God created the heavens & earth
in six days--He also created the laws that govern the earth.
Some of these laws we have called the laws of physics. These
laws explain what happens in the physical world around us. We
use these laws to design and build things as well as to help
us understand what's going on around us.
The New Testament is filled with parables--stories Jesus told
to help us understand spiritual or moral truths. Sometimes he
spoke to only a few people, other times he spoke to hundreds
and even thousands. Mark chapter 4, verses 1 to 9 is the parable
of the sower. This is an account that begins by telling us that
there was a very large crowd. In fact, the crowd was so big
he got into a boat and pushed off into the lake a little because
they were pressing him closer and closer to the waters edge.
When we read verse 1, we often miss the great amount of information
contained in it. Lakes are depressions in the ground that are
filled with water. These depressions in the ground are like
bowls that are only part filled with water. That is to say,
around the water the ground often continues up-hill. The Greeks
who built the amphitheaters knew that people sitting on a hill
can hear a person speaking from the bottom of the hill quite
well. All of their outdoor theaters are based on this fact.
From "Sound System Engineering", second edition,
Don Carolyn Davis:
- "While the Bible does not say which way Jesus addressed
the multitudes, we can deduce from the acoustic clues in the
Bible that the multitude arranged themselves above him because:
- 1. He addressed groups as large as 5000. This required a
very favorable position relative to the audience and a very
low ambient noise level.
- 2. Upon departing from such sessions, he could often step
into a boat in the lake, suggesting he was at the bottom of
a hill or mountain.
- We can further surmise that the reason Jesus led these multitudes
into the countryside was to avoid the higher noise levels
present even in small country villages."
So at this point, Jesus has one point in his favor. The second
point is that he was in a boat out in the water. Sound travels
very well over water because the sound waves are bent down back
into the surface of the water and then reflected so the sound
wave travels even further. Most people have experienced this
phenomenon at least once in their life. You're sitting at the
edge of a quiet lake or you're in a boat in the lake. You hear
peoples voices and finally notice a couple people out on the
water or at the shore a long distance away. The sound waves
hit the warm air above the lake, the upper part of the sound
waves travels faster than the lower part, and so the wave gets
bent downward back into the surface of the water where it's
reflected back into the air--and the process occurs again. The
air temperature difference and the laws of physics give sound
the ability to travel a long distance over water or a frozen
So Jesus is in a boat out in the water. He speaks--the sound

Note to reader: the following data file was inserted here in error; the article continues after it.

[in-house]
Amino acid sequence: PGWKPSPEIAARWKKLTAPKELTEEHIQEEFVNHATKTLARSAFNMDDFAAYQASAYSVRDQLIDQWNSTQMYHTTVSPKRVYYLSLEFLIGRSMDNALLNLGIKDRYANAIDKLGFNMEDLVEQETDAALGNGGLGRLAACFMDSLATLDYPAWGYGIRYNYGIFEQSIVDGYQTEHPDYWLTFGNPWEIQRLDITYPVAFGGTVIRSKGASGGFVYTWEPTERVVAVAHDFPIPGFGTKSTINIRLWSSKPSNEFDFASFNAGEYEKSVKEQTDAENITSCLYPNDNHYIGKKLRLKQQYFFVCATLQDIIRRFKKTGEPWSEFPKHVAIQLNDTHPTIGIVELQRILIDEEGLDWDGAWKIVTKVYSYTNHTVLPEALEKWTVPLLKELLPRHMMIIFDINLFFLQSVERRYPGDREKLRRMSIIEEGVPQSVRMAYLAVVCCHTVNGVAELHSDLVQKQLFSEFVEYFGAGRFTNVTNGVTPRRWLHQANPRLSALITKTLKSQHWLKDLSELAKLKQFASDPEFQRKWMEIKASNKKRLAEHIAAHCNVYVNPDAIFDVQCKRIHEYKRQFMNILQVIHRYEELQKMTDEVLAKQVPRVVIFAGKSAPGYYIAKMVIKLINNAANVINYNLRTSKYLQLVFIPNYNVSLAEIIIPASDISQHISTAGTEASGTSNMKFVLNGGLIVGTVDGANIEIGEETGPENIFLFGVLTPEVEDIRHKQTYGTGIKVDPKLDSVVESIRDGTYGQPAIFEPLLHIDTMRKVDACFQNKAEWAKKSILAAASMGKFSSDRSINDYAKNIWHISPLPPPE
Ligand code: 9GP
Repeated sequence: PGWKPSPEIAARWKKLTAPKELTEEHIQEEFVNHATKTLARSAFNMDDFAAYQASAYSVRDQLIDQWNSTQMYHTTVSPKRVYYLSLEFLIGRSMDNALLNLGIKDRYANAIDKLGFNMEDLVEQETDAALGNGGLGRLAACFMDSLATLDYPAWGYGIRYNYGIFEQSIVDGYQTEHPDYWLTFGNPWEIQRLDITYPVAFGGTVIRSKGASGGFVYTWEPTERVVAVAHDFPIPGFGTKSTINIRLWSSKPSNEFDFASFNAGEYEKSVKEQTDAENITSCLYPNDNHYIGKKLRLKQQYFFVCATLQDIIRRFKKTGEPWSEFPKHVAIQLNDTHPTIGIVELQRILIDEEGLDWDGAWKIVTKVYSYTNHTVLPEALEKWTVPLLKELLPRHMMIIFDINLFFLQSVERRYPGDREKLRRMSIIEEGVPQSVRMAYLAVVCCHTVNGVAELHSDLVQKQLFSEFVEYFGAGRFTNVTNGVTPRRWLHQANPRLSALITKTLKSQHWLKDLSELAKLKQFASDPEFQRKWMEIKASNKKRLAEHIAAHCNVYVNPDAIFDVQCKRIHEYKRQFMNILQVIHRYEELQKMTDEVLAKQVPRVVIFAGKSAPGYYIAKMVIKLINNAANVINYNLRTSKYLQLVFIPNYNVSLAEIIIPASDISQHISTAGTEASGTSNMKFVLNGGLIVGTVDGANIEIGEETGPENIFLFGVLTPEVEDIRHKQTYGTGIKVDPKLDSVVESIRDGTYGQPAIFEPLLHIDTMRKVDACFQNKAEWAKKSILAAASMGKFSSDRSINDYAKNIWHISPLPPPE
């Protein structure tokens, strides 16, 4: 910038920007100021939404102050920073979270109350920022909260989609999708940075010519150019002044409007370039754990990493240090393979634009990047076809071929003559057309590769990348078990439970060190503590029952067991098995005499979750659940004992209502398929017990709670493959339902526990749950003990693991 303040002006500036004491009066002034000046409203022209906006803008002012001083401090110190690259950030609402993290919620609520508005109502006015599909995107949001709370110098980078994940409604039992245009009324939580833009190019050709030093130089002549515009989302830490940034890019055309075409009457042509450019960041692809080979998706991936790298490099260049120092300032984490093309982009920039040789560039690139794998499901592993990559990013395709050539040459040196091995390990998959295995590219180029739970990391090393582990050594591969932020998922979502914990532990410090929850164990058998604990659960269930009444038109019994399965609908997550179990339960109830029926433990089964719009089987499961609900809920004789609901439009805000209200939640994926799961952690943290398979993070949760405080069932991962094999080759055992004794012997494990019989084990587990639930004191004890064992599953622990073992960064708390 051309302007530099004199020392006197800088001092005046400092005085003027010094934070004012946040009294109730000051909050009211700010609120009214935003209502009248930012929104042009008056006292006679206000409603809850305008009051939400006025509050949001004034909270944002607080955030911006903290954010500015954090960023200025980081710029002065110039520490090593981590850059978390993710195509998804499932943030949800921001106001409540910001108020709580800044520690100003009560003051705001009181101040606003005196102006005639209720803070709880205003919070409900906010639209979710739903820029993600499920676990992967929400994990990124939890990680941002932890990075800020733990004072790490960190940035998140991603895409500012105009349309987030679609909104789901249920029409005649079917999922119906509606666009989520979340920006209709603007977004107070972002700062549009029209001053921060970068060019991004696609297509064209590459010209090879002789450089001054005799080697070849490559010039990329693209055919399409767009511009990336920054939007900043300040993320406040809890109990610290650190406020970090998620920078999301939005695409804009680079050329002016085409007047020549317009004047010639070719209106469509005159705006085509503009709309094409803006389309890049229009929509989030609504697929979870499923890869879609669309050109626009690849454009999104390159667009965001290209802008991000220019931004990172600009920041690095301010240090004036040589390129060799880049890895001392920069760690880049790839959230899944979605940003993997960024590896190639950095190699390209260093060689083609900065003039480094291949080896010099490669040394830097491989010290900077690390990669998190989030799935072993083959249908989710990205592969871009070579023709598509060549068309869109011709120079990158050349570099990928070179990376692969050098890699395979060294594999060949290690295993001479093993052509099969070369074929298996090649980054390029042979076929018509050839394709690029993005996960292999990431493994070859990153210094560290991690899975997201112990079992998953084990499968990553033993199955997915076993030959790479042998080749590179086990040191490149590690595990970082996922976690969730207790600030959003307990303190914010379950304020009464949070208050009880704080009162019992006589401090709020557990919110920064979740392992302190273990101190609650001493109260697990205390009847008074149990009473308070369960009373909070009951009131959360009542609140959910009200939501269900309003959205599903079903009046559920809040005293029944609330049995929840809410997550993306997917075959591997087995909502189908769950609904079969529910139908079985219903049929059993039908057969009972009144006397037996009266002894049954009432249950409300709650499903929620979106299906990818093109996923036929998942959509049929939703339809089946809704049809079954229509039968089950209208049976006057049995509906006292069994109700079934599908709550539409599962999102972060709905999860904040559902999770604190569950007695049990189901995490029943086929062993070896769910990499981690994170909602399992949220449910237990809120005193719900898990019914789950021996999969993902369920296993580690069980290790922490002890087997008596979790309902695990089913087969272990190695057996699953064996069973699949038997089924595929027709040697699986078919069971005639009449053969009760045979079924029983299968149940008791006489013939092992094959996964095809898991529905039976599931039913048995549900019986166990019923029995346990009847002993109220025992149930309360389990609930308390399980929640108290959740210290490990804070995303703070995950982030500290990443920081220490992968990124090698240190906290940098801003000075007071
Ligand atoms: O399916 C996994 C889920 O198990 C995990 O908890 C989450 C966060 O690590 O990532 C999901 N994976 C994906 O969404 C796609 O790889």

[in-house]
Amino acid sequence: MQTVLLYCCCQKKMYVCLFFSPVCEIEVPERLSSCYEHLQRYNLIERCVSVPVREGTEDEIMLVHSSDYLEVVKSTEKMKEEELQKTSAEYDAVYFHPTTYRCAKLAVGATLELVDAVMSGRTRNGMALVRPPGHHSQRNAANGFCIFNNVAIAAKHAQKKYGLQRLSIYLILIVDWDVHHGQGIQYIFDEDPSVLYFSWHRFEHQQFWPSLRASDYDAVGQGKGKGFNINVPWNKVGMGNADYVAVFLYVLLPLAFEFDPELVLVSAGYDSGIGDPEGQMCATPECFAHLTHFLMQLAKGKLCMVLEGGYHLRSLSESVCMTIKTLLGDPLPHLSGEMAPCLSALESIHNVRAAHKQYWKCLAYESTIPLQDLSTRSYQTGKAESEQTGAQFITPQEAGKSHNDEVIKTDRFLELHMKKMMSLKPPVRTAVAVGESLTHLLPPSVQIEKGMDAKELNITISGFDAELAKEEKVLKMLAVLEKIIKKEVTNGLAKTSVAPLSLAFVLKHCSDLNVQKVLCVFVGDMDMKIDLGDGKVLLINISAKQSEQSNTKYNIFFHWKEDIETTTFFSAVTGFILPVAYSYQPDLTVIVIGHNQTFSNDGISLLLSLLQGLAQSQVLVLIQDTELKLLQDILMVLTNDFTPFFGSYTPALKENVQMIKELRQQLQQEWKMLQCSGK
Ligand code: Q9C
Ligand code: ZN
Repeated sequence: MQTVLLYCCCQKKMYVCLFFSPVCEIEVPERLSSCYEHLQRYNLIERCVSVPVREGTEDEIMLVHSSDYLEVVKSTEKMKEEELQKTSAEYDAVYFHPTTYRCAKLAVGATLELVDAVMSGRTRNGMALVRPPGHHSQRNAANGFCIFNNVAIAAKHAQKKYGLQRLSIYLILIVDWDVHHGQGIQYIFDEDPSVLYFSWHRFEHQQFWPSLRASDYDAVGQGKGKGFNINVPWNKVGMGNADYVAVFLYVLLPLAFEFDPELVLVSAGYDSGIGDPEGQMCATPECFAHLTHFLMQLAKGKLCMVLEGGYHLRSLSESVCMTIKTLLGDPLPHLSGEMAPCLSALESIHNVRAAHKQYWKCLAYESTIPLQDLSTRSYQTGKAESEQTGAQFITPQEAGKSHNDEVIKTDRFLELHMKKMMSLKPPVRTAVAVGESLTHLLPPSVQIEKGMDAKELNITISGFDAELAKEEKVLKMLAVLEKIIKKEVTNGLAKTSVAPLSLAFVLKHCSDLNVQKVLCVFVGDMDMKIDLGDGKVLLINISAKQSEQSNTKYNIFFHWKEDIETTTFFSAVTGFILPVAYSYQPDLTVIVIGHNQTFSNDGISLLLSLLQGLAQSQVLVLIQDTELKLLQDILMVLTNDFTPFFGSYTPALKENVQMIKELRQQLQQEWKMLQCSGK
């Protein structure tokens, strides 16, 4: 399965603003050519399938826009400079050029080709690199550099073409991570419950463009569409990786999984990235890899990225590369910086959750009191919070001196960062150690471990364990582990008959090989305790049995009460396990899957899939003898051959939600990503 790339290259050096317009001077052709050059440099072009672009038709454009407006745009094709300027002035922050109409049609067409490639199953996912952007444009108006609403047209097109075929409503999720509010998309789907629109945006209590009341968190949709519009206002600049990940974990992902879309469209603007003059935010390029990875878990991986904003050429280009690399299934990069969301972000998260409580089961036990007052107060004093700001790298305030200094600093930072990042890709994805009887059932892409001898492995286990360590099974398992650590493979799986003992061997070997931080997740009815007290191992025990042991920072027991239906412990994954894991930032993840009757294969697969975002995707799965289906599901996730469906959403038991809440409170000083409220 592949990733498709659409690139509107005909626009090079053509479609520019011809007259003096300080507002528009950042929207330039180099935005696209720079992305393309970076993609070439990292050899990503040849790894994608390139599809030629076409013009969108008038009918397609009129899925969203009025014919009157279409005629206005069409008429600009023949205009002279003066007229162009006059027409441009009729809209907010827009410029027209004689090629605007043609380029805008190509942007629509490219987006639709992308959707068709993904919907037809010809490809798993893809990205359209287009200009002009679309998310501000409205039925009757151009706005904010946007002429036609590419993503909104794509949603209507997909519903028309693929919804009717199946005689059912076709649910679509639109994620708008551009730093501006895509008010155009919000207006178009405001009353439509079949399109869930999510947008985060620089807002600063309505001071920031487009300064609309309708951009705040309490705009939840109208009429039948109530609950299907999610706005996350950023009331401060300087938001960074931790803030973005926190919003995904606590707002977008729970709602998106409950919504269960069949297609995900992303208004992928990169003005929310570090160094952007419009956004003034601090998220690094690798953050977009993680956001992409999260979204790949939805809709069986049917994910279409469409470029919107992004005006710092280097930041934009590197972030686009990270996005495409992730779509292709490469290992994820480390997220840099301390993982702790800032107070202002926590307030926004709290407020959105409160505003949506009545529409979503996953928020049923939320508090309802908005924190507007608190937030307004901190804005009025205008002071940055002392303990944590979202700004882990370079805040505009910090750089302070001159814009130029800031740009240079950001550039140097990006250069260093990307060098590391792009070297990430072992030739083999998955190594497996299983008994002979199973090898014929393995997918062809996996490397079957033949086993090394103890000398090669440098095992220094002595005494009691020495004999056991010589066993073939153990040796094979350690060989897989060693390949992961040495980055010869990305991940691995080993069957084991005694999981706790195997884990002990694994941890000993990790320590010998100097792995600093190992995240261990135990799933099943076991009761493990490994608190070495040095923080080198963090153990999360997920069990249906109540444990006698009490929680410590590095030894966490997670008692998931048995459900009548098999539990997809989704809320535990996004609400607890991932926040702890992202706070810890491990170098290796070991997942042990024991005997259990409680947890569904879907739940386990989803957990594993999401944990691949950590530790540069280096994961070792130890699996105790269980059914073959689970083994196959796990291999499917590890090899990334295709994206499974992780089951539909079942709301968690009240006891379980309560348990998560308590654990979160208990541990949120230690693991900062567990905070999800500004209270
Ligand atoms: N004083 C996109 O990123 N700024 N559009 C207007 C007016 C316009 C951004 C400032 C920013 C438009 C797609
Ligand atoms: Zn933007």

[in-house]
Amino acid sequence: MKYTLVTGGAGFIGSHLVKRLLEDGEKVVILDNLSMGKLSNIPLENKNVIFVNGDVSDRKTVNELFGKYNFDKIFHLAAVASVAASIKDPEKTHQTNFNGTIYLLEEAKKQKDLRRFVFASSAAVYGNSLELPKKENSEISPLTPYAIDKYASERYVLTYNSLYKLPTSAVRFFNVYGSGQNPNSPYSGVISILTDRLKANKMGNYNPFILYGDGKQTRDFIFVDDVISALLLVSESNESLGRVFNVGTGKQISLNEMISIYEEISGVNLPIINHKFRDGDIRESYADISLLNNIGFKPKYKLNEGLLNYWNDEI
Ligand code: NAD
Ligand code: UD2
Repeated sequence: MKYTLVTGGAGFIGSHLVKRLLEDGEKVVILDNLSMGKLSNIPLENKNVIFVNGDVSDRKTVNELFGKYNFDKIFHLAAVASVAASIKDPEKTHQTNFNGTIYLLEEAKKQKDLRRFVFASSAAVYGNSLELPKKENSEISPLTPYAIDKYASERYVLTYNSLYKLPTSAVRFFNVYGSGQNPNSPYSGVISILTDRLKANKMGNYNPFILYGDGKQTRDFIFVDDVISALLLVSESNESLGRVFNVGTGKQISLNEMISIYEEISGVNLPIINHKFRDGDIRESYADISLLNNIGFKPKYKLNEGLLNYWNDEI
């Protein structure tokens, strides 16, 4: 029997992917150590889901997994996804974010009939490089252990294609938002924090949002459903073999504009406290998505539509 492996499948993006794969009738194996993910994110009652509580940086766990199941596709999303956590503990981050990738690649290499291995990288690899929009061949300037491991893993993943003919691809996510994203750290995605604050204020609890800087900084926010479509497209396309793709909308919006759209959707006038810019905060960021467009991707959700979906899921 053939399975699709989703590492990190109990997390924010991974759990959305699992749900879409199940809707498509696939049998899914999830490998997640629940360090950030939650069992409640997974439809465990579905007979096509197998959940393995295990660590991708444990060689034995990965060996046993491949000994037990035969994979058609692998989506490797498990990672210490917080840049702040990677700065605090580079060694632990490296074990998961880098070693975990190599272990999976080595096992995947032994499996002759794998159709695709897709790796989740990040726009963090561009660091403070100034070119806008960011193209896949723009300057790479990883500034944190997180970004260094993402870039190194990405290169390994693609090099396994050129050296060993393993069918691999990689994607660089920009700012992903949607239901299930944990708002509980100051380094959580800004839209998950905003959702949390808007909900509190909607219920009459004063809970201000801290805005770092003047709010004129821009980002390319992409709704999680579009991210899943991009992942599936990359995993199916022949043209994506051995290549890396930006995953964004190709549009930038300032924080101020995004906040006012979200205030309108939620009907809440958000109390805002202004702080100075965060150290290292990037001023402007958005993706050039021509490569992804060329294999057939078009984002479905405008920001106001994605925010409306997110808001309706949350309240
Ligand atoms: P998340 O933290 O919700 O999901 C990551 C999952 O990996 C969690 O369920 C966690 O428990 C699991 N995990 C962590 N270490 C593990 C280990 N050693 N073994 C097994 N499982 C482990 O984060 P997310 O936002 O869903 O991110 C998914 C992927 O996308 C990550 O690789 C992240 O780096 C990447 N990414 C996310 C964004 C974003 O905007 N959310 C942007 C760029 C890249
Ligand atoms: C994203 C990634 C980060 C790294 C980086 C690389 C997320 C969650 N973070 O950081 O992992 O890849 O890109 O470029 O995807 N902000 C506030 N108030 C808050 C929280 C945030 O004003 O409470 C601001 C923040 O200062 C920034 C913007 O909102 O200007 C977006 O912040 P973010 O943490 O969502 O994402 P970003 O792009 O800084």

waves are reflected off the surface of the water toward the
shore. When they arrive at the shore, the air at ground level
is now warm (and the air above the ground is cooler). This makes
the sound waves bend upward--up the hill. Thus, all of the people
seated or standing on the hillside can clearly hear what Jesus
Coincidence? I don't think so. His father created the laws,
Jesus just made good use of them.
Now we're left with a question--why can't we use this information
to help us in sound reinforcement in our churches? Well, admittedly,
it'd be tough to have a lake in every church... Because of small
physical dimensions inside churches, this effect isn't as prominent
as it is over a very large space outdoors.
We can learn from the Greek amphitheaters something that many
designers often forget--man does not talk out of the back of
his head. The Greek amphitheaters had the seating area in a
semi-circle around the performance area, but usually no more
than 120 degrees wide. Any more and the people on the sides
won't hear what's said, let alone see the persons face.
Going beyond that, the Greeks also would build a wall and slanted
ceiling above the "stage" to help reflect the sound
to the people--some churches have used such design techniques.
This short article could go on for pages, but we'll stop here--we
set out to see that Jesus knew His father's laws (and used them),
and we've done that.
- Mark 4:1 (NIV)
- Again Jesus began to teach by the lake. The crowd that gathered
around him was so large that he got into a boat and sat in
it out on the lake, while all the people were along the shore
at the waters edge.
- (see also Matt. 13:1-2)
- Other references:
- Mark 2:13 Jesus teaches from a lake
- Mark 3:7-9 Jesus at a lake in a boat (Luke 6:17-19 says
he stood on level ground which suggest the surrounding
area was a hill.
- Mark 6:30-34 (verse 39 speaks of green grass which suggests
they were right near a lake (not in the desert))
- Luke 5:1-3 Jesus teaches a crowd from a boat.